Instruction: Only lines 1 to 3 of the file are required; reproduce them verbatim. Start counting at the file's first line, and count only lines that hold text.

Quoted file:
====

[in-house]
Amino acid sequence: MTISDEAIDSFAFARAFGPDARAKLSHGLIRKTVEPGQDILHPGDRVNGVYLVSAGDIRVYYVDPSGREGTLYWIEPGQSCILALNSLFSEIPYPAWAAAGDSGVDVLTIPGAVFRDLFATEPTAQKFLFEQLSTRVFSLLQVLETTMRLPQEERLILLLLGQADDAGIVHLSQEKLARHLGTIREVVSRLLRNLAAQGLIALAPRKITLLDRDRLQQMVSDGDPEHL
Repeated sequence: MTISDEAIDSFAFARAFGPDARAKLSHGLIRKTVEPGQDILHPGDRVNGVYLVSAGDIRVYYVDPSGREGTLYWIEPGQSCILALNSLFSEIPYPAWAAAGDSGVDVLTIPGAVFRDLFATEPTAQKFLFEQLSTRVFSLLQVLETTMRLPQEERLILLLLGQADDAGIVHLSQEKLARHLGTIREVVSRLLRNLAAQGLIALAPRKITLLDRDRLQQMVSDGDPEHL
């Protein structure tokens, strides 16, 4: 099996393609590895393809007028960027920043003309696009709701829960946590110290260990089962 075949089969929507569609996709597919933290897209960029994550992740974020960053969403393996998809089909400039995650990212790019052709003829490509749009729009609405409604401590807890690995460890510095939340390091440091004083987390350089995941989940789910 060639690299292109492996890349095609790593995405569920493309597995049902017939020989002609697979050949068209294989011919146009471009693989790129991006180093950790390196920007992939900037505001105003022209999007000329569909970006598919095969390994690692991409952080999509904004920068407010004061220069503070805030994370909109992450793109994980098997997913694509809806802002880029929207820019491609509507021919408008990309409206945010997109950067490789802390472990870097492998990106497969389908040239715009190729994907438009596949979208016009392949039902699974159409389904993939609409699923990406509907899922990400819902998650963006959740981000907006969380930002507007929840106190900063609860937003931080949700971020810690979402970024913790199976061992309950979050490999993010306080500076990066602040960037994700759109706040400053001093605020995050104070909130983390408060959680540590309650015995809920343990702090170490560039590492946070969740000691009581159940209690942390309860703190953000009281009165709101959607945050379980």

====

[in-house]
Amino acid sequence: MTISDEAIDSFAFARAFGPDARAKLSHGLIRKTVEPGQDILHPGDRVNGVYLVSAGDIRVYYVDPSGREGTLYWIEPGQSCILALNSLFSEIPYPAWAAAGDSGVDVLTIPGAVFRDLFATEPTAQKFLFEQLSTRVFSLLQVLETTMRLPQEERLILLLLGQADDAGIVHLSQEKLARHLGTIREVVSRLLRNLAAQGLIALAPRKITLLDRDRLQQMVSDGDPEHL
Repeated sequence: MTISDEAIDSFAFARAFGPDARAKLSHGLIRKTVEPGQDILHPGDRVNGVYLVSAGDIRVYYVDPSGREGTLYWIEPGQSCILALNSLFSEIPYPAWAAAGDSGVDVLTIPGAVFRDLFATEPTAQKFLFEQLSTRVFSLLQVLETTMRLPQEERLILLLLGQADDAGIVHLSQEKLARHLGTIREVVSRLLRNLAAQGLIALAPRKITLLDRDRLQQMVSDGDPEHL